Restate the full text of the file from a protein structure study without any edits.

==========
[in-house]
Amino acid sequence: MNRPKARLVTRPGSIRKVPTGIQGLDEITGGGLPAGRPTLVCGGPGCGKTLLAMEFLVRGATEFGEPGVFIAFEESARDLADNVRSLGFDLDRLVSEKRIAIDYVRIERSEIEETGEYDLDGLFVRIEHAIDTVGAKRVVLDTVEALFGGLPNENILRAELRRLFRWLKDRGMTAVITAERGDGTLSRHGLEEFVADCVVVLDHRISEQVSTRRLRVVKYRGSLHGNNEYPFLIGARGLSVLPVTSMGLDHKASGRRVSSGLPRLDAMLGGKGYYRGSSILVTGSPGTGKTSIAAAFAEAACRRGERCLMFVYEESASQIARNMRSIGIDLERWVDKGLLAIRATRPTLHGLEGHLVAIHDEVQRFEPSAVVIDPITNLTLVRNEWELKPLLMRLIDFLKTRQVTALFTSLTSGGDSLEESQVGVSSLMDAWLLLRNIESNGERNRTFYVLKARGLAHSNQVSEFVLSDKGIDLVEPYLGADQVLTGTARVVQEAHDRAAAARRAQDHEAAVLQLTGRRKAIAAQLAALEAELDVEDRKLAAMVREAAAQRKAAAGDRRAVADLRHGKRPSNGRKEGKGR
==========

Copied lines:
[in-house]
Amino acid sequence: MNRPKARLVTRPGSIRKVPTGIQGLDEITGGGLPAGRPTLVCGGPGCGKTLLAMEFLVRGATEFGEPGVFIAFEESARDLADNVRSLGFDLDRLVSEKRIAIDYVRIERSEIEETGEYDLDGLFVRIEHAIDTVGAKRVVLDTVEALFGGLPNENILRAELRRLFRWLKDRGMTAVITAERGDGTLSRHGLEEFVADCVVVLDHRISEQVSTRRLRVVKYRGSLHGNNEYPFLIGARGLSVLPVTSMGLDHKASGRRVSSGLPRLDAMLGGKGYYRGSSILVTGSPGTGKTSIAAAFAEAACRRGERCLMFVYEESASQIARNMRSIGIDLERWVDKGLLAIRATRPTLHGLEGHLVAIHDEVQRFEPSAVVIDPITNLTLVRNEWELKPLLMRLIDFLKTRQVTALFTSLTSGGDSLEESQVGVSSLMDAWLLLRNIESNGERNRTFYVLKARGLAHSNQVSEFVLSDKGIDLVEPYLGADQVLTGTARVVQEAHDRAAAARRAQDHEAAVLQLTGRRKAIAAQLAALEAELDVEDRKLAAMVREAAAQRKAAAGDRRAVADLRHGKRPSNGRKEGKGR